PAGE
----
When will landlords push up rents?
Bob Pannell (pictured) is economic adviser to the Intermediary Mortgage Lenders Association
While the headlines about private landlords exiting the sector can sometimes be exaggerated, it is clear that the growth trajectory for private rental has flattened considerably.
The number of households renting privately has stagnated in recent years, according to the latest English Housing Survey. Meanwhile, the English Private Landlords Survey (EPLS) and more recent BVA BDRC research demonstrate clearly that the prevailing sentiment amongst landlords leans more toward maintaining or shrinking investment rather than portfolio expansion.
A welter of tax and regulatory changes over recent years has driven this sea-change in sentiment.
And it is worth remembering the full impact of some of the changes has yet to be felt. This is most obvious in the case of mortgage tax relief, with the final phased reduction to a standard 20% rate of relief only taking effect from April 2020. The discomfort that landlords who are higher-rate taxpayers had when completing their self-assessment claims for the 2017-18 tax year this January will continue for several more years!
An excellent House of Commons Library publication, Comparing private rented sector policies in England, Scotland, Wales and Northern Ireland, sets out the extensive and growing burden of regulation, with the most recent addition being the recent decision by government to consult on abolishing Section 21 “no fault” evictions. Recommended reading for insomniacs!
Landlords are responding to the more challenging environment in a myriad of ways. Searching out higher yields, for example by diversifying portfolios beyond London and the South East, scaling back future investment plans and reliance on mortgage debt, and switching to limited company status, to name but a few.
With product availability at its best since the global financial crisis, according to MoneyFacts, competitive deals from mortgage lenders are supporting record levels of remortgaging activity – £27bn last year, according to UK Finance. Such refinancing has helped landlord finances.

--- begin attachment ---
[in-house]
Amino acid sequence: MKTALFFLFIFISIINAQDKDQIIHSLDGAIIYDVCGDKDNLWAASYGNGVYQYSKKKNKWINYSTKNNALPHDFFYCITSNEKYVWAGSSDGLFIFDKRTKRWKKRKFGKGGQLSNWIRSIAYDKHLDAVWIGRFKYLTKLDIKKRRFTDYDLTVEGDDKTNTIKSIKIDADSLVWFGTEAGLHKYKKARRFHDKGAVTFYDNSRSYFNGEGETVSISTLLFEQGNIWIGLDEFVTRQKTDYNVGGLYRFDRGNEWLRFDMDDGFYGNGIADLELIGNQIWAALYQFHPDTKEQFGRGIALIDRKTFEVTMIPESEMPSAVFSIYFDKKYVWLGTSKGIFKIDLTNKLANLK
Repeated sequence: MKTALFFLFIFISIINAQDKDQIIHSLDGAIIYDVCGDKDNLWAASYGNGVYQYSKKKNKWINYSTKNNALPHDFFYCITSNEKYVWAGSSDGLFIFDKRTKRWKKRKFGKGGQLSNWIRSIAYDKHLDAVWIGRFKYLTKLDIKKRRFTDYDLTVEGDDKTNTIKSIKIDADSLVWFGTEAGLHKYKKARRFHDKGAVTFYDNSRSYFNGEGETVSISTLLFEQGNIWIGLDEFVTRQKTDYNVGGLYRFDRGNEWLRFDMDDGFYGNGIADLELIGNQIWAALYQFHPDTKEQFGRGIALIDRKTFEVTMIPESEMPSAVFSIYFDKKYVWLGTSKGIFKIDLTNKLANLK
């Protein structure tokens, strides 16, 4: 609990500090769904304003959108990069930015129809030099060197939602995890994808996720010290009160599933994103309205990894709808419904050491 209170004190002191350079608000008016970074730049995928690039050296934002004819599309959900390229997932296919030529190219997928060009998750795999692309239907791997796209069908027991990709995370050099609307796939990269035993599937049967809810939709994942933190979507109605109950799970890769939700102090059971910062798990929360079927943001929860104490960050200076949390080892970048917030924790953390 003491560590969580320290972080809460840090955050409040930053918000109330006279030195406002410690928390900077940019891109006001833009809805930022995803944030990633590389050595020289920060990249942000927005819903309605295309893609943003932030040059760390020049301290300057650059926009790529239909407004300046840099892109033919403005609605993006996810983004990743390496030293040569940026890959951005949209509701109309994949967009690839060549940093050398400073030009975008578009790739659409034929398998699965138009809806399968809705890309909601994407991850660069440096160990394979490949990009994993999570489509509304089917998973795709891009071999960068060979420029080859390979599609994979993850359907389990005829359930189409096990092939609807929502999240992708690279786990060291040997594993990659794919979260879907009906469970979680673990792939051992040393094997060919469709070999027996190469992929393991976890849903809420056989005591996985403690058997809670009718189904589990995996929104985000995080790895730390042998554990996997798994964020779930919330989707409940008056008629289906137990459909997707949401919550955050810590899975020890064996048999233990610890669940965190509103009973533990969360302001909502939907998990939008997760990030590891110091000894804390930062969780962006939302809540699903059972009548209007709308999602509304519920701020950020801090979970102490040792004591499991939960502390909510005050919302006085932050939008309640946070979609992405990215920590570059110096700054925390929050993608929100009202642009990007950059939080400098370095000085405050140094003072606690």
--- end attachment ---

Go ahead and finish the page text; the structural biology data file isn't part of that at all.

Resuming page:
Whichever strategy, or combination of strategies, landlords are adopting, surveys suggest that continuing landlords remain profitable for the most part, albeit less so than in the past.
Where landlords are choosing to exit the sector, regulation and finances play a part, but some actions will reflect personal reasons such as retirement. There are no signs yet of a mass exodus.
Given the pressure on landlords, it is surprising that there has not been more evidence of landlords pushing rents higher.
Yet, rent increases across most of the UK have been less than consumer price inflation for the past two years, according to the Office for National Statistics.
While the ONS reports rents nudging higher since late last year, it continues to show a largely benign situation and may continue to do so for some time.
The reason is that the ONS measure looks at continuing tenancies as well as new ones, and we know from EPLS that rent increases are less likely for existing tenants and typically less than for new tenancies.
If we want to focus on new lettings only, we face a truly baffling array of sources – Valuation Office, Rightmove, Zoopla, HomeLet, LSL, Hamptons International, Landbay, Your Move, the Deposit Protection Service, and no doubt several others too.
There is a very real danger of not seeing the wood for the trees here, given that these metrics can and do paint contrasting pictures as to rent levels and trends. For example, recent figures depict rents nationally as anywhere between 2% lower and 3% higher than a year ago.
At the risk of being unscientific, let me pick out one or two developments that might become more evident over the coming months.
Several surveys report that, following a protracted period of softness, average rents in London are once again increasing and have hit new records. Rightmove, which measures asking rents, and so may be ahead of many of its peers, recently reported that average rents in London were more than 8% higher than a year ago. As well as the capital, above-inflation increases in Scotland, the South West and the East Midlands have been noted by more than one data source. Homelet has recently reported UK-wide rents for new tenancies increasing at their highest rate for 3 years.
IMLA has been warning for some time that weaker investment by landlords will affect rental availability and eventually feed through into higher rental costs. If financial pressures on landlords have started to show through more explicitly in new rental contracts, then calls for rent controls are likely to grow stronger. A case of out of the frying pan into the fire …?